Maria Hoefl-Riesch

Maria Hoefl-Riesch has no second thoughts about retirement

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HARRISON, N.J. — Maria Hoefl-Riesch and Lindsey Vonn were both in the New York City area on Thursday. The longtime friendly rivals had only exchanged emails and texts since Vonn’s last race in December.

Hoefl-Riesch was in town as part of German champion soccer club Bayern Munich’s U.S. tour. Vonn spoke at an Under Armour launch for women’s apparel.

“Hopefully tonight we can have a drink at the hotel bar,” Hoefl-Riesch said from a suite at the New York Red Bulls’ stadium, where Bayern played a Mexican club.

There would be plenty to catch up on. Hoefl-Riesch and Vonn, born six weeks apart in 1984, were the world’s two best Alpine skiers from 2008 through 2012, before major injury struck Vonn.

But it’s Hoefl-Riesch who never plans to ski again. She retired after crashing at the World Cup Finals in Lenzerheide, Switzerland, in March, one month after winning Olympic gold and silver in Sochi.

She left the sport near the top of her game. She entered that final race in the Alps leading the World Cup overall standings, seeking her first title since she nipped Vonn by three points in 2011.

Then she fell (video here), landed into netting, screamed and was helicoptered off with shoulder injuries in Lenzerheide. Hoefl-Riesch missed the final three races of the season, and Austrian Anna Fenninger passed her for the overall crystal globe.

“[Retiring] had nothing to do with that [crash],” Hoefl-Riesch said, citing a lack of motivation to continue tiring training beginning before seasons in the summers. “Of course, that was not a very nice ending for me because if you do your last race, you actually want to know it before. But on the outside maybe it was better like this, because when you’re in the start gate at your very last race and know it’s your very last time, then you might be more emotional.”

She decided in the first few days after the crash to hang up her ski boots for good. Now, seeing other skiers’ tweets about going to South America to train in the southern hemisphere’s winter only reinforces her decision.

“In winter maybe I will miss something because it was my passion,” Hoefl-Riesch said. “My whole life was about skiing.”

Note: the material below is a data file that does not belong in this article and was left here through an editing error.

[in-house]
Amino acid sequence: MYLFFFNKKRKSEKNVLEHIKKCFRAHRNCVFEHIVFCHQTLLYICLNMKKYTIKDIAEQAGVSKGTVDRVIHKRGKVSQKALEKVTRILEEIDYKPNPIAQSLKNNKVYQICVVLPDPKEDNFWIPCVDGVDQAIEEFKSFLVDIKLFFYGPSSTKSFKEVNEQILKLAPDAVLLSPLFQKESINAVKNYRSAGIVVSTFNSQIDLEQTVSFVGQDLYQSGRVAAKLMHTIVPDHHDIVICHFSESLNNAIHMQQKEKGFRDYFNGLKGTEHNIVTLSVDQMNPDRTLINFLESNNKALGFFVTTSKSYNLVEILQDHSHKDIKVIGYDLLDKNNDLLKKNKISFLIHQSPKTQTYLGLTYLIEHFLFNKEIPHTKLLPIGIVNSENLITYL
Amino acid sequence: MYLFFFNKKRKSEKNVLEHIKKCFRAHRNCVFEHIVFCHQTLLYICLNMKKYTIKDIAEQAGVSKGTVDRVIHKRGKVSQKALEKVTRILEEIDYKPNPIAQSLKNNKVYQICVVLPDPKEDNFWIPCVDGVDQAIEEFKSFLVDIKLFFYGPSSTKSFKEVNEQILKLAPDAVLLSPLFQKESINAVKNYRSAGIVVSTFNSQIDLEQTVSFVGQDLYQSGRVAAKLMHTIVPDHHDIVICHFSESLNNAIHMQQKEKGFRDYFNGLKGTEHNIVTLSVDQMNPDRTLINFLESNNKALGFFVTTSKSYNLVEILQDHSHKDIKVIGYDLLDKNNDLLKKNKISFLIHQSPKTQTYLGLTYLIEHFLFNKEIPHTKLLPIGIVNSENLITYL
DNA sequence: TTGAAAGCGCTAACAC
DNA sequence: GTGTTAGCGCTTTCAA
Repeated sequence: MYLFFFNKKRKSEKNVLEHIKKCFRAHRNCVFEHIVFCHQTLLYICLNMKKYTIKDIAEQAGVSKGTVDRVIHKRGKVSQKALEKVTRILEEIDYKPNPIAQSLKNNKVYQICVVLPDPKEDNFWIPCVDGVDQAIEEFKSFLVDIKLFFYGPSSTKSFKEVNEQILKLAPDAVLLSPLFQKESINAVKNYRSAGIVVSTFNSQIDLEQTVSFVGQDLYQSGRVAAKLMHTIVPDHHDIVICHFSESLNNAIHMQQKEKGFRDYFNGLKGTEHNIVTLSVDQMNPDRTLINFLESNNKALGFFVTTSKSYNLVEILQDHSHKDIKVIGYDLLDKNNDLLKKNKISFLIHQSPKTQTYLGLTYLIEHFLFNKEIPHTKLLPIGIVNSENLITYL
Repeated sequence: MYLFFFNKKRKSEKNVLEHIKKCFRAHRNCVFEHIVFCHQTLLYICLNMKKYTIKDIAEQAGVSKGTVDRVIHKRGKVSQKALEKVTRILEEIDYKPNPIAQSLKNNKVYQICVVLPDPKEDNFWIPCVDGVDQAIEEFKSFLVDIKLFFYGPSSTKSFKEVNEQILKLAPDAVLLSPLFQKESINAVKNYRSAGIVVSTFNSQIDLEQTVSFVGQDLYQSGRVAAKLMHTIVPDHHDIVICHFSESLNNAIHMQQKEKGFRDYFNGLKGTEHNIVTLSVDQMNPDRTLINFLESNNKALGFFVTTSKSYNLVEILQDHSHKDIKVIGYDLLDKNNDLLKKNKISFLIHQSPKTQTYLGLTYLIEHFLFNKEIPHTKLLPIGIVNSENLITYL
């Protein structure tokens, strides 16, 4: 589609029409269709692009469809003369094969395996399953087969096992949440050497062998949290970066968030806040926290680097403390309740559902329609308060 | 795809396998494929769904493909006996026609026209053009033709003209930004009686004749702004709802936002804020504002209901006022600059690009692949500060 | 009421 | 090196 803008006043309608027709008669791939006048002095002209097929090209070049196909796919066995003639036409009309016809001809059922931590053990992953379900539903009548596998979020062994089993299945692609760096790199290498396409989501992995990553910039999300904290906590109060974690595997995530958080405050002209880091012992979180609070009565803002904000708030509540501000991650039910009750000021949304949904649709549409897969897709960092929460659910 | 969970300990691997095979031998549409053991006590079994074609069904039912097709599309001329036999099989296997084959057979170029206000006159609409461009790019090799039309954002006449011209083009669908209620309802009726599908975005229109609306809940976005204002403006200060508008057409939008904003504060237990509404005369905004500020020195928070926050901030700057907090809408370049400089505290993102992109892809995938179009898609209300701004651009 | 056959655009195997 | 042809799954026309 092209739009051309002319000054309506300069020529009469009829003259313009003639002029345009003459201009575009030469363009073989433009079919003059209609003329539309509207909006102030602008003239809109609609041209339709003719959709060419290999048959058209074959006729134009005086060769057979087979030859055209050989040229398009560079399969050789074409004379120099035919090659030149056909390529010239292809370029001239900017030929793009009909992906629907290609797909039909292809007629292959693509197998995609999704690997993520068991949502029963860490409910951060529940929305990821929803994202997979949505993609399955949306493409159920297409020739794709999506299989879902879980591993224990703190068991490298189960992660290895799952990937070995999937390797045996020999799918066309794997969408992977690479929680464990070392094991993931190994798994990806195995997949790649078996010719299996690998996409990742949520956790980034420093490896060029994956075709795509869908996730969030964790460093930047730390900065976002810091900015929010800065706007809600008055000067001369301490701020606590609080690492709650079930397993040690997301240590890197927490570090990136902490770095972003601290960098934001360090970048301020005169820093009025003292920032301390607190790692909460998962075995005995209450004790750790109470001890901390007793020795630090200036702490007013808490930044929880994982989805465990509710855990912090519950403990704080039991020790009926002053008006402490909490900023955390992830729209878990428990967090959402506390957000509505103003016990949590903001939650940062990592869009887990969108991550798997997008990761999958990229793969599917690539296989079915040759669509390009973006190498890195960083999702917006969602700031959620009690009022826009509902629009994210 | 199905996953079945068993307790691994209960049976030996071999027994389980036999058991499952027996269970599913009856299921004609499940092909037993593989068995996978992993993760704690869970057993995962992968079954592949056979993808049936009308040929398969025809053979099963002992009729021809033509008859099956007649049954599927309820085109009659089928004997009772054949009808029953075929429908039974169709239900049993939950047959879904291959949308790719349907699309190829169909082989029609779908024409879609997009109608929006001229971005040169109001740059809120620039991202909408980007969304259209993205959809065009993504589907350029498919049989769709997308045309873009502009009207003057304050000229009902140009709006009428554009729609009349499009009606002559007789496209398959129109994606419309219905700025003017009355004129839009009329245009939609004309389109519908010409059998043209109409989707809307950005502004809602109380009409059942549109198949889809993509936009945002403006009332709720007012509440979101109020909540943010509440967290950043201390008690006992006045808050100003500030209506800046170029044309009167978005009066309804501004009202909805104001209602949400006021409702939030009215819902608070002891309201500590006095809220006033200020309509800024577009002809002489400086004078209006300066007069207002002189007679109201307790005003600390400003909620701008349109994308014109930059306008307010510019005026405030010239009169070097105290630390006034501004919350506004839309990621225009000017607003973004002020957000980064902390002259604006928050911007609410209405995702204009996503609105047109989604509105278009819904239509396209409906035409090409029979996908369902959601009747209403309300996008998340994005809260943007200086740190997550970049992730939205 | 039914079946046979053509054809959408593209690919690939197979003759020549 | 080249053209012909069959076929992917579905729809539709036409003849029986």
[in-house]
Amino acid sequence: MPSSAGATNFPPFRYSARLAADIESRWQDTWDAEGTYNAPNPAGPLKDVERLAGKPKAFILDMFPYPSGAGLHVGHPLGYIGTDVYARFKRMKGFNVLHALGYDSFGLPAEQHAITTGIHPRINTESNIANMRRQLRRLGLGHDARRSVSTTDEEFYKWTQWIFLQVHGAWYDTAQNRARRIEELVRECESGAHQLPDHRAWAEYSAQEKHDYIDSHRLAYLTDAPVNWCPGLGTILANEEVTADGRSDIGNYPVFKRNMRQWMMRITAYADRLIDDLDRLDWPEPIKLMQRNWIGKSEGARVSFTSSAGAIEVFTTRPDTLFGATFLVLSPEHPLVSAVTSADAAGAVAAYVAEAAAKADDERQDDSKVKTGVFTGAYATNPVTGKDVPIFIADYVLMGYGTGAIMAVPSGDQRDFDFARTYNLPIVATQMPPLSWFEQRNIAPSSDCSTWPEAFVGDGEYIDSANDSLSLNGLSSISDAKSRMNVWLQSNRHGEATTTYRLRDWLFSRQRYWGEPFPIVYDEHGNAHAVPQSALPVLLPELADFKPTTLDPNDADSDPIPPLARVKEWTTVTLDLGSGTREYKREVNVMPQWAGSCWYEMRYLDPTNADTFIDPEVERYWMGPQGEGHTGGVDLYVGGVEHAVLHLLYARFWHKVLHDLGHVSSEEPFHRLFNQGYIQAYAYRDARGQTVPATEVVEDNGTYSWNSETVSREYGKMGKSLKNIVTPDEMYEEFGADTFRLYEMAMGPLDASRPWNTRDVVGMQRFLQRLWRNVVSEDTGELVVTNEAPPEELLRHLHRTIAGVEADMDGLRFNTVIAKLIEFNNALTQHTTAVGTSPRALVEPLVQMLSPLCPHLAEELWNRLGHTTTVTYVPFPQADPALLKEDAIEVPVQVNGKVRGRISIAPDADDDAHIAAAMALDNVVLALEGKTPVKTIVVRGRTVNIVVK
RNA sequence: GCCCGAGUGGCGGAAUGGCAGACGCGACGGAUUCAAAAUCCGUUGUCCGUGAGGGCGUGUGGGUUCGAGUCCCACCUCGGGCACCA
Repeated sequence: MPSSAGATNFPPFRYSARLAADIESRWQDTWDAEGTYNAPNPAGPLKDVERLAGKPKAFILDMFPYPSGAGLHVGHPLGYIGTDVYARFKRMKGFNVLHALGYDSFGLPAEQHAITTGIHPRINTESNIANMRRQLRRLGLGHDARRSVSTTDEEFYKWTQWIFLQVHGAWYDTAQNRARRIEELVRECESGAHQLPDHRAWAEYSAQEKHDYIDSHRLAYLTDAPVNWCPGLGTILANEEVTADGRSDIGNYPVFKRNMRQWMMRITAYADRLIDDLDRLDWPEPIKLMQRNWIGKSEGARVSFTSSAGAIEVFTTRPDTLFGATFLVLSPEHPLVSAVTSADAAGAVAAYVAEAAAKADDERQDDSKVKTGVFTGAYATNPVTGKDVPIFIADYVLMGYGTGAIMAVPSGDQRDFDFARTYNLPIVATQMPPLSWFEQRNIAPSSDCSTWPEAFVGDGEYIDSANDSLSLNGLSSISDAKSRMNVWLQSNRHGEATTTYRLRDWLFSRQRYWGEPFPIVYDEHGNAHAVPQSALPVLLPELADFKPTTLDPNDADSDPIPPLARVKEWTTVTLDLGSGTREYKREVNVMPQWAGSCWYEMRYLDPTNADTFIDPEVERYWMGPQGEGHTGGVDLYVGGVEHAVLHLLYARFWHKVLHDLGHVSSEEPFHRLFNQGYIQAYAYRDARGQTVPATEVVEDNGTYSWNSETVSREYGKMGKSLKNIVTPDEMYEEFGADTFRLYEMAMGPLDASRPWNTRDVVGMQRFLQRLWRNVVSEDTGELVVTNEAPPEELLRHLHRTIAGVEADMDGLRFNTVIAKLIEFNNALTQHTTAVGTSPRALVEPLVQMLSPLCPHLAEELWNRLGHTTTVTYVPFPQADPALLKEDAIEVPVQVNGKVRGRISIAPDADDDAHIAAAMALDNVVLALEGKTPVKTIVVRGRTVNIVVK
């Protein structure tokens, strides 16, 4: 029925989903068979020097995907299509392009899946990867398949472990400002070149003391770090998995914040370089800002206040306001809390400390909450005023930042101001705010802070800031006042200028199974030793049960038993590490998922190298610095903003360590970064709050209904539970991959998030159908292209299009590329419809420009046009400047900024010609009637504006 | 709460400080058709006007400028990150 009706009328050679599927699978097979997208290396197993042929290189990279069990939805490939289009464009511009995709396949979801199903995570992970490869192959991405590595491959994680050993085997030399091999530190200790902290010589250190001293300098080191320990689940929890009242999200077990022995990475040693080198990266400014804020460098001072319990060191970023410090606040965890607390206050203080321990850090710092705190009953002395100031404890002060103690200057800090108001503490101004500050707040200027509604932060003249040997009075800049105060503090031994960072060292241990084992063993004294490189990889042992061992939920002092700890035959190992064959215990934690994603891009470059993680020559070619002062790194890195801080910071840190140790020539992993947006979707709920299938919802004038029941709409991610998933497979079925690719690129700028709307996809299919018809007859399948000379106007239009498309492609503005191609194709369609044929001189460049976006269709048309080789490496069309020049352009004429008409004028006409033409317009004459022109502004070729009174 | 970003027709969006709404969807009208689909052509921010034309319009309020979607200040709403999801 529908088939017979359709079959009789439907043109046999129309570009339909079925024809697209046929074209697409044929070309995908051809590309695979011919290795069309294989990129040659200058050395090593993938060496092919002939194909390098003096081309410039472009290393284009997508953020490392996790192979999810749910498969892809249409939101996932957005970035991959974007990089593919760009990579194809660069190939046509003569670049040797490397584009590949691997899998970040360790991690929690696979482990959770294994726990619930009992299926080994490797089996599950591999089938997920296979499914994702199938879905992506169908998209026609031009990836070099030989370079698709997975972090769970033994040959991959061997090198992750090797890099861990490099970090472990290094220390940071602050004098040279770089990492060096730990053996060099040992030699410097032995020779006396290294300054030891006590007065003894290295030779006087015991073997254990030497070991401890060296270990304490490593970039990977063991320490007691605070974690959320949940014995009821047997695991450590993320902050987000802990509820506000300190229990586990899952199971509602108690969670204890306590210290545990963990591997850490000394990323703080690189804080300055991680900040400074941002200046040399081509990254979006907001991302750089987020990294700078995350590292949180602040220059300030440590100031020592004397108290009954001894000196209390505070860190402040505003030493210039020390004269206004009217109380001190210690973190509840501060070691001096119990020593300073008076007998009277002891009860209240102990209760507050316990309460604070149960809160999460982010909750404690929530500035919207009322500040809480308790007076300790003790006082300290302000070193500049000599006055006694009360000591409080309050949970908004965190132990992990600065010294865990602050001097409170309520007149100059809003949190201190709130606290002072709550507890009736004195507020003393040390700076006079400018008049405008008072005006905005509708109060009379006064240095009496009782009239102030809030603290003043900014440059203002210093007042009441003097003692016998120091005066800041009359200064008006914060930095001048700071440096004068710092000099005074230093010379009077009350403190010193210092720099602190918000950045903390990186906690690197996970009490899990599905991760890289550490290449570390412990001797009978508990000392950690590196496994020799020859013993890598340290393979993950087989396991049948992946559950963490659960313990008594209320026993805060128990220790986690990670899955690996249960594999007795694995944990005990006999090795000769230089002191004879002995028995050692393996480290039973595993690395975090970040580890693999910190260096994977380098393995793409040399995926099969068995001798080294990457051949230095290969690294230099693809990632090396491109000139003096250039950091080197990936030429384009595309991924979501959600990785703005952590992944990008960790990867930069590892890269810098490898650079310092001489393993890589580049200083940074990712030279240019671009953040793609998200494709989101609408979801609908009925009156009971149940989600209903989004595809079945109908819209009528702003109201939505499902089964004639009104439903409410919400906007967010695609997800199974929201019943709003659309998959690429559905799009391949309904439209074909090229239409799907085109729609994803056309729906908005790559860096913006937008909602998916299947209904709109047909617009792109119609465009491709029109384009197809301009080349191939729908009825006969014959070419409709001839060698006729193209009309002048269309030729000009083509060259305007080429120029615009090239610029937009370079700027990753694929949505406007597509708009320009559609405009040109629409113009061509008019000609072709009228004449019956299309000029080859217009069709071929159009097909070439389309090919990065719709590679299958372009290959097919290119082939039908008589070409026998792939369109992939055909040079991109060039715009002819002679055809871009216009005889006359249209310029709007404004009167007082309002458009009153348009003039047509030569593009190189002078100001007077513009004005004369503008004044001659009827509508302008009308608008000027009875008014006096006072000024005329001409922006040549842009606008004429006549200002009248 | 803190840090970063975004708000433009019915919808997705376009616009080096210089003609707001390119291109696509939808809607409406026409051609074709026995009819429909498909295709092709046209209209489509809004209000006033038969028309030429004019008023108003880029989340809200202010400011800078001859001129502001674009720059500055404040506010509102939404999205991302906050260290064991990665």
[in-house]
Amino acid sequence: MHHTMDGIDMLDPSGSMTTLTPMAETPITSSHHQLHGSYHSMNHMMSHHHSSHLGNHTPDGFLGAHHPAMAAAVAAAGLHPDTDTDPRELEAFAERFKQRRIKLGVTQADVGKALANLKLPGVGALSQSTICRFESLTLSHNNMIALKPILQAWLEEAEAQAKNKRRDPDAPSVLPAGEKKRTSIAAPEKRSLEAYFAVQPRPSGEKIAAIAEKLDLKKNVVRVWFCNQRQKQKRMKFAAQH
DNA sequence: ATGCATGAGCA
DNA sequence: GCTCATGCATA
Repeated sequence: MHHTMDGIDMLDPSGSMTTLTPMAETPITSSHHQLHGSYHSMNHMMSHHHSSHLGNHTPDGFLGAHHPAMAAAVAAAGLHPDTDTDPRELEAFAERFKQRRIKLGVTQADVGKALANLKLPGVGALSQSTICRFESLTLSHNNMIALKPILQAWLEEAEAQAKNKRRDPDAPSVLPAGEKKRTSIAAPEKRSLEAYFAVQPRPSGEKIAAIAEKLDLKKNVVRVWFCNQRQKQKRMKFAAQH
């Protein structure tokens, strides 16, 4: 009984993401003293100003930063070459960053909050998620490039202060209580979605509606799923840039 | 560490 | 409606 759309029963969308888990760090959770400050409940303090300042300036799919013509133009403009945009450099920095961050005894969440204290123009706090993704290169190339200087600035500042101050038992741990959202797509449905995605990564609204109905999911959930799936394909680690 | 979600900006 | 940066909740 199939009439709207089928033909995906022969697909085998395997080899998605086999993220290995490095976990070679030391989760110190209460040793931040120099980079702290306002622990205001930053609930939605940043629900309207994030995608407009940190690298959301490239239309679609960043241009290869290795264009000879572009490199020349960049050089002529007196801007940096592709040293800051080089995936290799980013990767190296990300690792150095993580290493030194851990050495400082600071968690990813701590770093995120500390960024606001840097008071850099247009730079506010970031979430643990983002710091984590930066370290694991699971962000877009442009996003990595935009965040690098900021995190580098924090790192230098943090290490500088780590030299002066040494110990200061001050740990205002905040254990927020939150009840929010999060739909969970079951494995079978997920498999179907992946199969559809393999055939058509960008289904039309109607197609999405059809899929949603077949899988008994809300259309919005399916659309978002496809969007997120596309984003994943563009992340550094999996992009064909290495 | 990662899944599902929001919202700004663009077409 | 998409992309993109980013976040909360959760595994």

Soccer has been a big part of her life the last few months, being a German married to the manager of World Cup legend Franz Beckenbauer.

She originally planned to attend the World Cup in Brazil, but watched the final while in Italy instead (Beckenbauer was suspended by FIFA near the start of the tournament and, even after it was lifted during the World Cup, didn’t fly to Brazil).

The reception in Germany for the victory dwarfed any celebration for an Olympic gold medalist.

“It’s not comparable to anything,” Hoefl-Riesch said. “It was always that way that skiing had less attention, but I’m not jealous. That’s the way it is. Soccer has so much money and sponsors. It’s great for the economy in Germany.”

Hoefl-Riesch will still stay connected to Alpine skiing. Her younger sister, Susanne Riesch, is still active on the World Cup circuit, and she plans to work for German TV at the 2015 World Championships in Vail/Beaver Creek, Colo., near Vonn’s home.

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First Olympic women’s aerials champion Cheryazova dies at 50

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MOSCOW (AP) Lina Cheryazova, the first woman to win an Olympic aerials skiing gold medal, has died. She was 50.

Officials in the Russian city of Novosibirsk, where Cheryazova was living for the last two decades, said she died “following a lengthy illness,” without giving further details.

Competing for Uzbekistan, Cheryazova won gold with a triple flip when aerials skiing debuted on the Olympic program in 1994 in Lillehammer.

Shortly after winning, she learned her mother died three weeks before.

Cheryazova’s career was derailed later that year when she suffered a serious head injury while training in the United States, and spent days in a coma. She retired after failing to qualify for the 1998 Winter Olympics.

More AP sports: https://apnews.com/apf-sports and https://twitter.com/AP-Sports

Clare Egan notches first World Cup podium in biathlon season finale

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In the final biathlon event of the 2018-19 season, American Clare Egan recorded her first career World Cup podium finish, placing third in the mass start in Oslo, Norway. She hit 19 of 20 targets and crossed the finish line 10.4 seconds behind winner Hanna Oberg of Sweden. Norway’s Tiril Eckhoff finished second.

Egan, 31, made her Olympic debut at the 2018 PyeongChang Games, but considered retiring from biathlon at the end of the last season. “I decided that I wanted to do one more year, just for fun, just to see how much I could learn and how good a biathlete I could become,” Egan said in a U.S. Biathlon press release.

Her decision to continue has paid off: since the start of the 2018-19 season, Egan has posted the top eight finishes of her career (including three top-10 results). She concludes the season ranked 18th in the overall World Cup standings.

“I skied much faster this year than I have in the past and I think that was due to finally finding a good balance in my training, between working hard and resting. I did not train more, but the quality was much higher. I’m very excited for the next season,” Egan told U.S. Biathlon.